When history professor Caitlin Corning was approached by Fortress Press to write World History: A Short, Visual Introduction as part of its Christianity in the Liberal Arts series, she did what some scholars find difficult: she asked for help.
Corning is certainly qualified. A medievalist who specializes in church history, she has taught at George Fox since 1996 and is currently a faculty fellow in the William Penn Honors Program. In 2006, Corning penned The Celtic and Roman Traditions: Conflict and Consensus in the Early Medieval Church. This new book, though, wouldn’t be about church history – it would be about everything else.
Proposed as a companion to a church history textbook, Corning’s latest endeavor covers the history that seminary instructors find they must explain in order for church history to make sense.
“With the Reformation, for example, I focused more on politics rather than religion, because religion is the type of material you would find in church history books,” Corning says. “Instead, I addressed how the wider political and economic situation influenced religious events.”
As a starting point, Corning considered two courses she has taught for many years: Western Civilization and Christian Foundations – familiar classes for many George Fox graduates. These classes helped her conceptualize the story of a world affected by Christianity. Another main goal was brevity, as World History is meant to be a supplementary textbook. Corning wanted to “honor students’ time” by making it as short and clear as possible. “I needed to give people a historical context and do it in not many pages,” she says.
To narrow the events included in this brief and specialized history book, Corning started asking around. She went to instructors at George Fox Evangelical Seminary and other seminaries and asked them what events they would prioritize – those that were not church history but students needed to understand. The list compiled by Corning’s colleagues had some surprises. For instance, some instructors mentioned the French Revolution as a significant gap in student knowledge.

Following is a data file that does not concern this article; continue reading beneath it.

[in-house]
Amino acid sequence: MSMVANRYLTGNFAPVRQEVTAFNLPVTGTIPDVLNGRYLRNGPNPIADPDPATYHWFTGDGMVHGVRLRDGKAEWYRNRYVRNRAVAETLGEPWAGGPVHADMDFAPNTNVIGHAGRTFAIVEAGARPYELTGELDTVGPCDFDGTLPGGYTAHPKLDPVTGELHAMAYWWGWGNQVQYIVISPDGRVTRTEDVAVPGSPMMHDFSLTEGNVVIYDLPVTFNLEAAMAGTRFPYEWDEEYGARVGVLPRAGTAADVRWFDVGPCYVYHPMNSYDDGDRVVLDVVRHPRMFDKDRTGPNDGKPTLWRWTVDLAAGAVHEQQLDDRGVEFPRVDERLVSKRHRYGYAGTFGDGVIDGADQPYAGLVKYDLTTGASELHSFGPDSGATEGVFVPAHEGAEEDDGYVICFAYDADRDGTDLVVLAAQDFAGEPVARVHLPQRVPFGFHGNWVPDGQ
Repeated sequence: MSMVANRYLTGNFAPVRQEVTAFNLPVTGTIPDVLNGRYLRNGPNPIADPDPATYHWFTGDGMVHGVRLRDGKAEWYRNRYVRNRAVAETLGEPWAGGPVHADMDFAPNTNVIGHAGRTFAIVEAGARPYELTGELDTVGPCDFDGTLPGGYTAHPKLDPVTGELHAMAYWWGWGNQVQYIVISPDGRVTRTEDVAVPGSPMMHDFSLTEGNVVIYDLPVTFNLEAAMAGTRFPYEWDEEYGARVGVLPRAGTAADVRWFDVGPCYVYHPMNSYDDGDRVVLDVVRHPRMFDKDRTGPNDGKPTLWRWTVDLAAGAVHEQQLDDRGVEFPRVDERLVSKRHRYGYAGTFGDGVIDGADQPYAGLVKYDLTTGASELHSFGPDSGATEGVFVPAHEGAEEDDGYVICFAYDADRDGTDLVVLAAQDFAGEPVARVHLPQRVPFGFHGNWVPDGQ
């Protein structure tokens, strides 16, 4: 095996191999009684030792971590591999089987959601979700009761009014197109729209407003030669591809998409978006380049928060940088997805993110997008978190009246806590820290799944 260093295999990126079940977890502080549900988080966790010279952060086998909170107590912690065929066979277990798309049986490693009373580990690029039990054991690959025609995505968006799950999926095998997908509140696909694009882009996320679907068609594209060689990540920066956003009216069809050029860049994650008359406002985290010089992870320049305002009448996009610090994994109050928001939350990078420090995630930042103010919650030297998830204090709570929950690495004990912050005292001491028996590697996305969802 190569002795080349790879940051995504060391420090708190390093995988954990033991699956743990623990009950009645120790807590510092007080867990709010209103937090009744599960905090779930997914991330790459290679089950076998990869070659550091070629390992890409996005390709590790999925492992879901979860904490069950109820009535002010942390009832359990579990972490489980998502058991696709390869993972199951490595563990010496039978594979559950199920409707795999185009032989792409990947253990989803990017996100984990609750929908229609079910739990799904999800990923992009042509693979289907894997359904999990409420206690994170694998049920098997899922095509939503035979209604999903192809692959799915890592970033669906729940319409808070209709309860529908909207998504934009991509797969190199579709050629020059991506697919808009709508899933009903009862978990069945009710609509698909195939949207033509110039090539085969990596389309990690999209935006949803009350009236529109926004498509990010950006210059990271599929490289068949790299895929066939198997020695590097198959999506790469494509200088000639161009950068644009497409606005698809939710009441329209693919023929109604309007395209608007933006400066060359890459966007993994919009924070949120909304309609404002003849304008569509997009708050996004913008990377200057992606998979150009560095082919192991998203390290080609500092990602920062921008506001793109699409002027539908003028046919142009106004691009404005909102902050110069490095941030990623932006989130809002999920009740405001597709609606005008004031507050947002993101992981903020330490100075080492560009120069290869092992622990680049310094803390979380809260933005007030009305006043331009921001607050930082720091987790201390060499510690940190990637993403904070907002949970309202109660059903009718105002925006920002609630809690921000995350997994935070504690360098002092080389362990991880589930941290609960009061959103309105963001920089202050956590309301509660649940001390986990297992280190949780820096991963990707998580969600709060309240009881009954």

Shades of pink are used to illustrate key elements of Corning’s text – from maps and timelines to the visual representation of ideas – in a simple yet memorable way.
Corning also collaborated with illustrator Joseph Novak to represent key elements of the text in graphic form, from maps and timelines to the visual representation of ideas. The first chapter includes a multi-page visual that shows the spread of the Roman Empire in pink and gray, illustrating and emphasizing Corning’s prose. The finished product is a readable and visually compelling textbook that comes in at only 136 pages in length.
She says the book can provide important context both for key moments in church history and current church issues. Ultimately, Corning’s goal is that it helps students and readers develop empathy. “We need to have the empathy to understand the decisions people made and how those decisions made sense in their context,” she explains. “People always want a better world for their kids. We don’t always agree on how we get there, but that’s what we want.”
Ultimately, Corning’s values of context and empathy are embedded in World History: A Short, Visual Introduction. It demonstrates that history – of the church and the larger political, economic and social world – is a complex story about making life better through community, collaboration and remembering what came before.